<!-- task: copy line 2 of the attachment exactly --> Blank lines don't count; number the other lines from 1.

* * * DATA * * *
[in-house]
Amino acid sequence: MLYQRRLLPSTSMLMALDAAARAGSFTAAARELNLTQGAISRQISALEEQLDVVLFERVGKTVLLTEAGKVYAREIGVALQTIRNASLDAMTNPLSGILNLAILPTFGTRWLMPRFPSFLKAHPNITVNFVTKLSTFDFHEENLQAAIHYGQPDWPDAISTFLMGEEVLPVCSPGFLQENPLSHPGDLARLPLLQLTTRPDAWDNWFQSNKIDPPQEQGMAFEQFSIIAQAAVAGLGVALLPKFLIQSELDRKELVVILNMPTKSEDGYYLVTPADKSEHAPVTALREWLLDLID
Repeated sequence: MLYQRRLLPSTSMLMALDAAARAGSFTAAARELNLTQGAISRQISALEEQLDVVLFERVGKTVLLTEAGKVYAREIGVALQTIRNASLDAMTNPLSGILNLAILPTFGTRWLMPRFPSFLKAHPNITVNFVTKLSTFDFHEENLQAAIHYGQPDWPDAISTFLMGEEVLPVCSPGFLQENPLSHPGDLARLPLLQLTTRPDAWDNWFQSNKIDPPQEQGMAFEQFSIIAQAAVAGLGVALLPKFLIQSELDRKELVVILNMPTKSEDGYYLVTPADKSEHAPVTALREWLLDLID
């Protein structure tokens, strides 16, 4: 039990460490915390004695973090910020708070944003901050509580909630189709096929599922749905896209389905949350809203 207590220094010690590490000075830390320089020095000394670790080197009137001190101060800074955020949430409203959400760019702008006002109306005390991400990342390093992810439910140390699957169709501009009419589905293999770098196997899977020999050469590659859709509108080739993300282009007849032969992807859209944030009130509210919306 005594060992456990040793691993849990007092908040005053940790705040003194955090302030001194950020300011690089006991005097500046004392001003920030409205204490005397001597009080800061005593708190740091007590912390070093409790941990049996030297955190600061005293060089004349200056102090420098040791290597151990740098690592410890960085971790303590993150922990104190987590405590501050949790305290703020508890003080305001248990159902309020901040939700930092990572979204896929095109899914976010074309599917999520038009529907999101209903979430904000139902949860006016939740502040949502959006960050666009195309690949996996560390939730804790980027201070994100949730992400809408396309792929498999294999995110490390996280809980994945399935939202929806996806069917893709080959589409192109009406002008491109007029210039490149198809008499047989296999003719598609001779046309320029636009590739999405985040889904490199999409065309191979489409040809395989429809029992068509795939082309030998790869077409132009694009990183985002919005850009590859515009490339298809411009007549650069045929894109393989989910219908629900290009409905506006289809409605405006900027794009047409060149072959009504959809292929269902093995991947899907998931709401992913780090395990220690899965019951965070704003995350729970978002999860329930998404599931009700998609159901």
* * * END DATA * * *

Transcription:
Amino acid sequence: MLYQRRLLPSTSMLMALDAAARAGSFTAAARELNLTQGAISRQISALEEQLDVVLFERVGKTVLLTEAGKVYAREIGVALQTIRNASLDAMTNPLSGILNLAILPTFGTRWLMPRFPSFLKAHPNITVNFVTKLSTFDFHEENLQAAIHYGQPDWPDAISTFLMGEEVLPVCSPGFLQENPLSHPGDLARLPLLQLTTRPDAWDNWFQSNKIDPPQEQGMAFEQFSIIAQAAVAGLGVALLPKFLIQSELDRKELVVILNMPTKSEDGYYLVTPADKSEHAPVTALREWLLDLID